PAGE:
Generally the “High Street” of a city or town is a main street but this is not the case with Salem’s High Street which was named, I think, because it was literally a relatively high street which looked down towards Salem Harbor. It’s a short cut-through street today, and offers an instructive perspective on Salem’s architectural developments as seventeenth, eighteenth, nineteenth and twentieth-century structures line its sidewalks. There are several really nice Georgian houses, a few Federal houses, and the first-period Gedney House, which is maintained by Historic New England as a study house. High Street was spared the obliteration by development of its neighboring street to the north, Gedney, and the obliteration by fire of its parallel street to the south, Endicott, though you can definitely see that the Great Salem Fire of 1914 cut a swath through its eastern end. Most of the street is remarkably preserved, even though in some cases it is through the fortification of asbestos siding. Unfortunately I only have a shallow understanding of the social history of High Street, but enough to know that it was the center of Salem’s African-American community in the earlier part of the nineteenth century and part of its Italian-American neighborhood a century later. That chatty diarist of the earlier era, the Reverend William Bentley, recalled an 1816 visit to “the square laying between Mill Street, High St., the Pickering Hill burying ground & the Mill Pond vulg[arly] called Roast Meat Hill. It was a mere pasture when I came to Salem. There is now a Twine factory & about 100 huts and houses for Blacks from the most decent to the most humble appearance.” (Bentley, vol 4, pp. 382-383). Less than a century later Salem’s Italian-American community built their own Catholic Church at the foot of High Street, St. Mary’s, which was closed by the Archdiocese of Boston in 2003 (you can see some of its beautiful interior here).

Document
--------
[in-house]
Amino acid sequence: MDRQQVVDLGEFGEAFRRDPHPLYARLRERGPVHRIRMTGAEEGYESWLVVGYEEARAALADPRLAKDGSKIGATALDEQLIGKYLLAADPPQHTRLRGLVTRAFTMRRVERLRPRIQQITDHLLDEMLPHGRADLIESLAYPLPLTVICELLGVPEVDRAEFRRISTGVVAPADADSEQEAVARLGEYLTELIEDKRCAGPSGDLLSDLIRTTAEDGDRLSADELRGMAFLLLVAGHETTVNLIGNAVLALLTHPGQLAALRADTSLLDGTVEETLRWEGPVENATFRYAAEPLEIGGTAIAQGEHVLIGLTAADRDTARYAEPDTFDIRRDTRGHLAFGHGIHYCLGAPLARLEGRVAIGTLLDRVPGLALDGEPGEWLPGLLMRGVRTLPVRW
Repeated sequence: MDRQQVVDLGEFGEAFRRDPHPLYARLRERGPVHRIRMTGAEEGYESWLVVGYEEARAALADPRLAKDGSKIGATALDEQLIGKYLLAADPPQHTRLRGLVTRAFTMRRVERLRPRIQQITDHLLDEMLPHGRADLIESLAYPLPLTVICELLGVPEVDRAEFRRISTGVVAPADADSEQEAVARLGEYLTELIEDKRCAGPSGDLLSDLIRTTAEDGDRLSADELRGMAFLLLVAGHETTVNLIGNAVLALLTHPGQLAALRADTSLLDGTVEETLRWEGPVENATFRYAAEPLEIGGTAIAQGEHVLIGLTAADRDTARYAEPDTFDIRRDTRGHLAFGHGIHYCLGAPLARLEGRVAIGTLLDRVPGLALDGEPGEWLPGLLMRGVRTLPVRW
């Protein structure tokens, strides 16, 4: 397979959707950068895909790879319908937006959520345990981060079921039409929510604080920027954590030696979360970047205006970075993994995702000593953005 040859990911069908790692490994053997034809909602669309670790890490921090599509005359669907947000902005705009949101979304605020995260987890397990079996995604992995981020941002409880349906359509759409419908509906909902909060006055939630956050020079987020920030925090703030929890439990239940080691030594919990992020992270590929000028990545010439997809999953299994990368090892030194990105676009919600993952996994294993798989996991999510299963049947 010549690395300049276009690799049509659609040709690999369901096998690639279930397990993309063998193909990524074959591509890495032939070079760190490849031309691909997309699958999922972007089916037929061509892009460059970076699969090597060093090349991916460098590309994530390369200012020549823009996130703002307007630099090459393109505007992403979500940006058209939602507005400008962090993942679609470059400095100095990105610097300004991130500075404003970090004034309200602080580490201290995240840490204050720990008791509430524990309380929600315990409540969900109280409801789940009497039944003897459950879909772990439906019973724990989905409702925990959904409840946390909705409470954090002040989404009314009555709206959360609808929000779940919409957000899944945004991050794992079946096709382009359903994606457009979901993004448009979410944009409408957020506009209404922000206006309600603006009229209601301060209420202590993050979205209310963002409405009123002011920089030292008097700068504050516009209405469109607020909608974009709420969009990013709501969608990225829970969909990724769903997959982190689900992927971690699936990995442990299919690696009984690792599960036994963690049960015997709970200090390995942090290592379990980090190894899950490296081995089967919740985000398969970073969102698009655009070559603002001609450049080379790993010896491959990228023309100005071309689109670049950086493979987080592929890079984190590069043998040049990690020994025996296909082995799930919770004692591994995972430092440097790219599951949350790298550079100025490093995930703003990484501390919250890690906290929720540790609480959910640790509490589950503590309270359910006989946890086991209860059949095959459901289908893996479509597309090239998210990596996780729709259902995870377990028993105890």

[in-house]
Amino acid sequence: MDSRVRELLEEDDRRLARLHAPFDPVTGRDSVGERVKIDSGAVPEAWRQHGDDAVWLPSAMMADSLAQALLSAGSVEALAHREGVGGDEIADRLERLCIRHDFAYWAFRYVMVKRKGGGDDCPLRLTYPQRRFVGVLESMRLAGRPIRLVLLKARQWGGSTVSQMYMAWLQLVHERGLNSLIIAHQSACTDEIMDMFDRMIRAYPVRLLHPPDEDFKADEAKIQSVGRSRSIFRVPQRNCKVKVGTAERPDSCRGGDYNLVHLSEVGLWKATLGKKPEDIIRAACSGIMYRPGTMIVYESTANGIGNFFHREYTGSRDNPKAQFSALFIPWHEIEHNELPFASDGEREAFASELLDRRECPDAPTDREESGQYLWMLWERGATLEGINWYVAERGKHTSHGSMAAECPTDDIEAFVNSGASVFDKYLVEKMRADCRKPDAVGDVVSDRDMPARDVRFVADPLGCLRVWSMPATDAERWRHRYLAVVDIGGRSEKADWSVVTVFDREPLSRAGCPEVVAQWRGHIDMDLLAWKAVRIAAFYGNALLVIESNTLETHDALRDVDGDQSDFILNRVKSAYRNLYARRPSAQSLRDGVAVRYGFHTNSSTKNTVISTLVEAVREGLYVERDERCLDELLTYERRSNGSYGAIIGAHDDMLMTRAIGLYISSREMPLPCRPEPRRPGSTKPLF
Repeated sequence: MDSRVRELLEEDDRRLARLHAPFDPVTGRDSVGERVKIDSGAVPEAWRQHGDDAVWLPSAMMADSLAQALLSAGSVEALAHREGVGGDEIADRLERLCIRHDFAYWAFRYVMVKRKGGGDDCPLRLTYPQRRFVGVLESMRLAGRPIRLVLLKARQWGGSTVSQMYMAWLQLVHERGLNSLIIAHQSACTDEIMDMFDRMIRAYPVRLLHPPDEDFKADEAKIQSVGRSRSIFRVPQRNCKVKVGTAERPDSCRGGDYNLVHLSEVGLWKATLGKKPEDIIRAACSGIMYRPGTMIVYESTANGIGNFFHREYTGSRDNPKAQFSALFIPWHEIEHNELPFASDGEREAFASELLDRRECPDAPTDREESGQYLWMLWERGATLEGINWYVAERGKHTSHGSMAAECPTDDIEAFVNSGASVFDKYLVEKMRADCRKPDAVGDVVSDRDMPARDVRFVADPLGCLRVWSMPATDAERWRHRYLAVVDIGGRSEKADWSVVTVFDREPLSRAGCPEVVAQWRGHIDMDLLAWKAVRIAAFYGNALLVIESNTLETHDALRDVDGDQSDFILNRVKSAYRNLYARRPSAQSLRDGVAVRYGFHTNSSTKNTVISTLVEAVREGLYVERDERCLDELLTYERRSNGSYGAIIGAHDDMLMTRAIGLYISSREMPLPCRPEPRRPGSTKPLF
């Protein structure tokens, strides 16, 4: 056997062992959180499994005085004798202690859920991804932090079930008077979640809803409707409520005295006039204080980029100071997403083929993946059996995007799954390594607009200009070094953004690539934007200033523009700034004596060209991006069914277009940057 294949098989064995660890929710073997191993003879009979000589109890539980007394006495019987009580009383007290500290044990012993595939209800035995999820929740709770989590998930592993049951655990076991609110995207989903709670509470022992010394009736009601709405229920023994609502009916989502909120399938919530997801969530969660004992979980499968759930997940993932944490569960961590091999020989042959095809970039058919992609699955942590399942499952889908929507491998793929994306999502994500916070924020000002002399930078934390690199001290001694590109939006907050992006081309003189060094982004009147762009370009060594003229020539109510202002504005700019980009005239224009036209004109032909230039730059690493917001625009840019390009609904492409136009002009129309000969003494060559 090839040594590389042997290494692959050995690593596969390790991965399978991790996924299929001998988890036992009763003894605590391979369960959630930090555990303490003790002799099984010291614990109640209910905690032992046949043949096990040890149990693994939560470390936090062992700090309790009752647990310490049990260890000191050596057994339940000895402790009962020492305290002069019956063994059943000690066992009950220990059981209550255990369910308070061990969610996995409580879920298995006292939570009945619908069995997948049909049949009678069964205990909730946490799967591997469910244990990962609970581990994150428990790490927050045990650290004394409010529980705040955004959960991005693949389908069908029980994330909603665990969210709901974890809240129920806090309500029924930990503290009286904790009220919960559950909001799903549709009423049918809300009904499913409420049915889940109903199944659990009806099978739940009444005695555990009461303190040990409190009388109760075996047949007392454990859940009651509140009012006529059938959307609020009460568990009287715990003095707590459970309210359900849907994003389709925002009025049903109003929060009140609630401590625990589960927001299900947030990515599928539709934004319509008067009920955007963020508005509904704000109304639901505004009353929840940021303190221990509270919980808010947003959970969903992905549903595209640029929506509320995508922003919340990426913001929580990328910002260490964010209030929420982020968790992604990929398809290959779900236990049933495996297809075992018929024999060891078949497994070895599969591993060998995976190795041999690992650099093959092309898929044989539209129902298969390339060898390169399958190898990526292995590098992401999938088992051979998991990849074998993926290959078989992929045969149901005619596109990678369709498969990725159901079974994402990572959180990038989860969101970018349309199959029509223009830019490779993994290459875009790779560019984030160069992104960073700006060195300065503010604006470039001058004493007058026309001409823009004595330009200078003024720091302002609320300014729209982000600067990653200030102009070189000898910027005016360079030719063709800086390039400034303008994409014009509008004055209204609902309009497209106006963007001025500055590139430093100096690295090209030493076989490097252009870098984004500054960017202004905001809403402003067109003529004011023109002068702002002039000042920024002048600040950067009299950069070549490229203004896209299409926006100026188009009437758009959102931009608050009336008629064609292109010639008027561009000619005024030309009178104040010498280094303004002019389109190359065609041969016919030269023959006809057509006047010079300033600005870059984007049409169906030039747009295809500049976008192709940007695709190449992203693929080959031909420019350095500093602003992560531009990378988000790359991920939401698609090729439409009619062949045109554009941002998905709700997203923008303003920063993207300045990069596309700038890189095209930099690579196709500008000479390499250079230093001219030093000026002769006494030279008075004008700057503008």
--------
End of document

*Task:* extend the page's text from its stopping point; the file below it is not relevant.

Looking “up” High Street, the neighborhood in the 1874 Salem Atlas, #10, one of three Georgian Colonial houses on the street.
There are several interesting houses on High Street but I suppose the most “notable” are the aforementioned Gedney House (1665), the neighboring Benjamin Cox House (1775), and the William Fabens House (1804). If you check out the Gedney materials at the Historic New England website (which includes the 1912 photograph of the house below) you can see a gallery of wallpaper samples taken from the house, including a fragment of my favorite “tumbling blocks”. The Cox House was acquired at the same time (1967) as the Gedney by Historic New England (then SPNEA) for use as an overseer’s house and extended to the rear for that purpose. The Fabens house is one of the most unusual in Salem: it has brick sides, each with its own entrance, and a stuccoed front facade—I’m assuming the latter is a legacy of the Great Salem Fire, which passed so close to the street.Not so renown, but impressive nonetheless, is the circa 1820 house at #16, which has been stripped of its Victorian embellishments to reveal a more streamlined Federal facade.
Historic New England’s Gedney and Cox Houses; one of the side entrances of the William Fabens House; No. 16 High Street in the 1970s and today.